Risk taking behavior is characterized by the pursuit of opportunities for gains that simultaneously involve some probability of loss; economic or otherwise. In that general sense, much of what humans do involves risk taking; getting up in the morning, driving to work, crossing a busy intersection, buying a lottery ticket, are but a few examples. While in most common situations the amount of risk involved is acceptably low, and most of us learn to control the amount of risk we take, it has been shown that excessive risk taking is often associated with serious clinical problems.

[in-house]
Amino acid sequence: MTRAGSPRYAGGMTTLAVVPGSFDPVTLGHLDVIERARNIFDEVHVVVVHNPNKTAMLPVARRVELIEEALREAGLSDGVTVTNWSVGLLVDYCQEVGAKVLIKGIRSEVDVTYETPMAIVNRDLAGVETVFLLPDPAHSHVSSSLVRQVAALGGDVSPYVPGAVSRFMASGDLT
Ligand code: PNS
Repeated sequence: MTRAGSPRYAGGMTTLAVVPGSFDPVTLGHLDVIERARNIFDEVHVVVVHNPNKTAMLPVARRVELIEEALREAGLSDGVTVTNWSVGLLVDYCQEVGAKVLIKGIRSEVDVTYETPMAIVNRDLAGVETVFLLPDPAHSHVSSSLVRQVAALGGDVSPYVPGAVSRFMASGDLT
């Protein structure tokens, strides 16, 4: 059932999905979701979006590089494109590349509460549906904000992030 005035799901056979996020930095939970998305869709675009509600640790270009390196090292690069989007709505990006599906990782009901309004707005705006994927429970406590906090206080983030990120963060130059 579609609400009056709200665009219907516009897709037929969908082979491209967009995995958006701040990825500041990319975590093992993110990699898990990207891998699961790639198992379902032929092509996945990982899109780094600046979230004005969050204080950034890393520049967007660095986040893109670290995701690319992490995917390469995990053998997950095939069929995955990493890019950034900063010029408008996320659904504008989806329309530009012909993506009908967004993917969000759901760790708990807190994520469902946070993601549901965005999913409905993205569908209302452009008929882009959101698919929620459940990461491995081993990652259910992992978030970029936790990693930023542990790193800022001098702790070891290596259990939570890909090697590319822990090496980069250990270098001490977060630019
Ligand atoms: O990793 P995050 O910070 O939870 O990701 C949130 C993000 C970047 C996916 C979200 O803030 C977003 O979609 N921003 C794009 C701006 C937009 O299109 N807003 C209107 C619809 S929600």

Most, if not all behavior analysts would identify their field as a natural science, taking a rightful place with the physical and biological sciences. I have addressed this issue and some of its implications in a previous paper (Marr, 2009) with the aim of identifying communalities as well as differences between behavior analysis and other unquestioned natural sciences. I primarily emphasized ontological, empirical and explanatory schemes in our behavioral science and, more particularly, behavior analysis as a branch of the biological sciences. I listed a number of other i